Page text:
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James Sanders, et al v. Edge Holdings

June 4, 2012


The opinion of the court was delivered by: Hon. Mitchell D. Dembin U.S. Magistrate Judge


[DOC. NO. 34]

Before the Court is Defendants' motion to compel Plaintiff Jamia Sanders to submit to an independent mental examination pursuant to Fed.R.Civ.P. 35. (Doc. No. 34). The motion was filed on May 31, 2012. Plaintiff responded in opposition on June 1, 2012. (Doc. No. 36). At the outset, Plaintiff asserts that Defendants filed their motion in violation of this Court's chambers rules regarding discovery disputes. (Id. at 2-3). Specifically, Plaintiff claims that the motion was filed without the required meet and confer session and that Plaintiff was given an insufficient period of time to participate in this Court's required joint motion for determination of discovery disputes. See Local Rule 26.1 and Chambers Rules of Magistrate Judge Dembin, Section V(a) and (c).

Under normal circumstances, the Court would deny the motion without prejudice and require counsel to meet and confer. But, with the discovery cut-off date of June 27 looming in this case, the Court will proceed to the merits. Counsel are warned, however, that the sort of gamesmanship lurking behind this motion will not be tolerated further.


Plaintiffs in this case consist of James and Jamia Sanders, their daughter, Stephanie Sanders, three minor children of Stephanie Sanders, and Jordan Williams, the father of the three minor children. (Doc. No. 1). James and Jamia Sanders reside in an apartment complex owned and managed by Defendants. The causes of action asserted allege violations of federal and state fair housing laws, state civil rights laws, negligence and unfair business practices. (Id.) In summary, Defendants are alleged to have actively discouraged the minor grandchildren of James and Jamia Sanders from visiting them in violation of law. Plaintiffs seek injunctive relief and compensatory and punitive damages. For purposes of this motion, one allegation in the Complaint deserves special note. Plaintiffs allege:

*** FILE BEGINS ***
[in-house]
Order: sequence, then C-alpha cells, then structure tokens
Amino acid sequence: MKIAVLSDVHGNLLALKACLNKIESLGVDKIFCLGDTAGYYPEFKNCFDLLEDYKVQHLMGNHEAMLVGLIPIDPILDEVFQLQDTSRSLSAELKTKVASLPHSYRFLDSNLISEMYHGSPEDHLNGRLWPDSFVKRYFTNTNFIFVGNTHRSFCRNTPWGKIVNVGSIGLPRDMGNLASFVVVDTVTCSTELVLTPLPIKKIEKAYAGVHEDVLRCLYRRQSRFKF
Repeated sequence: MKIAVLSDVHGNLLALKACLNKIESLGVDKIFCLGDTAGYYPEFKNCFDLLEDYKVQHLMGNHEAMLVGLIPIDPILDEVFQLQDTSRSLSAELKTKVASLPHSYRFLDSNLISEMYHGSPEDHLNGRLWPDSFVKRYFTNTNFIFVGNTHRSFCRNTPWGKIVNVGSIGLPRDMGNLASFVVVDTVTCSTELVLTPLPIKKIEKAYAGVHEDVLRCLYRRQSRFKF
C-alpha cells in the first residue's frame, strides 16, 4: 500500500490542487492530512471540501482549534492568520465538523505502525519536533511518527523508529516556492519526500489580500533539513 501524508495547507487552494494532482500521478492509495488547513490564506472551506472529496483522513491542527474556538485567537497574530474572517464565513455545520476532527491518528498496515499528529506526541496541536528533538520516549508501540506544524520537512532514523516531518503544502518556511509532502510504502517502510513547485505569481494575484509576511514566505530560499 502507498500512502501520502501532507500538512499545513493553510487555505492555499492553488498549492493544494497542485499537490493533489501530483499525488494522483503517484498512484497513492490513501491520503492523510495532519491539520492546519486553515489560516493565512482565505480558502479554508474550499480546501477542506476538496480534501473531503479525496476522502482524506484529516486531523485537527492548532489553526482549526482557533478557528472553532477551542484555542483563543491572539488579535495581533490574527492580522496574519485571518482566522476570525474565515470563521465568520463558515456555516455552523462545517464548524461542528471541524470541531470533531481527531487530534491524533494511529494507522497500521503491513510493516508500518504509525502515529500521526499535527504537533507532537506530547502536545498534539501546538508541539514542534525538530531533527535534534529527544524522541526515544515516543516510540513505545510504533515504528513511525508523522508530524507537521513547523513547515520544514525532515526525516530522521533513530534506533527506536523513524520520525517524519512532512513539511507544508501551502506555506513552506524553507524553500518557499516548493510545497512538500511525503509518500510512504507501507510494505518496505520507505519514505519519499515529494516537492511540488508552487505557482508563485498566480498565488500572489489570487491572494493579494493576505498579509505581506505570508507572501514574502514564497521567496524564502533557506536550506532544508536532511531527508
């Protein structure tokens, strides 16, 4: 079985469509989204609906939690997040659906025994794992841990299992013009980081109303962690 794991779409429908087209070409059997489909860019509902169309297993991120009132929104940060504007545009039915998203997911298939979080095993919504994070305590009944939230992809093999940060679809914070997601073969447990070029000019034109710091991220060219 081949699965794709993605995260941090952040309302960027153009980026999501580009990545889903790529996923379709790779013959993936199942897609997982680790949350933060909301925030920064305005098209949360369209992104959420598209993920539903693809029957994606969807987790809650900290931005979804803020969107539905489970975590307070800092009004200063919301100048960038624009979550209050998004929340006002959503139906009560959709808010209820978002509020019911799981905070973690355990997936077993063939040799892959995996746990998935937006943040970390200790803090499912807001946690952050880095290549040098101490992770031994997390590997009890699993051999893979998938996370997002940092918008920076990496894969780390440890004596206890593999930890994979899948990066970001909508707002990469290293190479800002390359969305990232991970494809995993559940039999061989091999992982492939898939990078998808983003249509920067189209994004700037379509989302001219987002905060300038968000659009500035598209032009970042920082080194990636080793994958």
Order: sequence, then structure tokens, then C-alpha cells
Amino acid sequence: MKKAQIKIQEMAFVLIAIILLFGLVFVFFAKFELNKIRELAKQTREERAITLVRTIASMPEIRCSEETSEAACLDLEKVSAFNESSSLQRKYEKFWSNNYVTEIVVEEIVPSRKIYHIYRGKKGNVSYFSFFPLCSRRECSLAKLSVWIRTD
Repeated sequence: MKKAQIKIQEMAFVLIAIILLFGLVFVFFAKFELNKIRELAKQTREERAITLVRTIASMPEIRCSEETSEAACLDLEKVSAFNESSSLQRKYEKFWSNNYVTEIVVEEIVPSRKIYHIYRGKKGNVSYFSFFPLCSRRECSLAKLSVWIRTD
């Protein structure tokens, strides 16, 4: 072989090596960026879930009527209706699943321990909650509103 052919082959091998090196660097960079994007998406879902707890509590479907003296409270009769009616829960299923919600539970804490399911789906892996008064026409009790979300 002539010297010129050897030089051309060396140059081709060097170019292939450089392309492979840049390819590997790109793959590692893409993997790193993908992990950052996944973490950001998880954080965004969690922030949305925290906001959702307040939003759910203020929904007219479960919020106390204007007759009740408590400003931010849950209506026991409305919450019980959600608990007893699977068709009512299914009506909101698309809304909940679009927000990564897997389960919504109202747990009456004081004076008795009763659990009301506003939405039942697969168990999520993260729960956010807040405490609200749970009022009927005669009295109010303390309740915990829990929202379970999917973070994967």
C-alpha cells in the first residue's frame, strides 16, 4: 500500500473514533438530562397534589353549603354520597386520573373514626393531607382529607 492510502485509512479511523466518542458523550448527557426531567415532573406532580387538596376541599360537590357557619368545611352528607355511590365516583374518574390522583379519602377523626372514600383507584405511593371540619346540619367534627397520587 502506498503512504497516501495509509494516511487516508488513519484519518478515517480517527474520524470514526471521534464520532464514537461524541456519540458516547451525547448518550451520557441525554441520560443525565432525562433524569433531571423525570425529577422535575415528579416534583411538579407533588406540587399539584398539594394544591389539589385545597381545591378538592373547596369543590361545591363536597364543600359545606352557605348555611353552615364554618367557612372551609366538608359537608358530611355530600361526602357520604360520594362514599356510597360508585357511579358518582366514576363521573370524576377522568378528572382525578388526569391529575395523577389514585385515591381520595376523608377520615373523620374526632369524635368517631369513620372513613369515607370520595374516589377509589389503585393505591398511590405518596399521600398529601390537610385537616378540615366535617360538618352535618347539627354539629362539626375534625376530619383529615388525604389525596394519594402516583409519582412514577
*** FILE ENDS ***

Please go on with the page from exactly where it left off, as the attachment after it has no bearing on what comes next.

By reason of defendants' unlawful acts and practices, plaintiffs have suffered . . . severe emotional distress and physical injury, humiliation and mental anguish, fear, stress, including bodily injury such as stomach aches, headaches, sleep loss, feelings of depression, discouragement, anger, and nervousness; and reliving the experience; . . . . (Id. at ¶26)

Defendants seek to compel Plaintiff Jamia Sanders to submit to an independent mental examination asserting that she has put her mental condition in controversy. In support, Defendants refer to §26 of the Complaint, excerpted above, and rely on certain answers to Interrogatories wherein Plaintiff Jamia Sanders claims to have sought medical treatment for sleeplessness, nightmares, anxiety, panic attacks, hyper-vigilance, depression, anger, paranoia and discomfort being outside of her home based upon the incidents forming the basis of the Complaint. She also stated that she has been placed back on certain medications that she had not had to take in years. (See Doc. No. 34-2, Exh. C).

In response, Plaintiff asserts that she has not brought a cause of action for intentional infliction of emotional distress. Plaintiff concedes, however, that her current mental health is "in issue" but challenges the scope of the requested examination. (Doc. No. 36 at 6). Plaintiff having conceded that her mental condition is in controversy, the Court will only consider whether good cause has been shown for the scope of the examination requested by Defendants.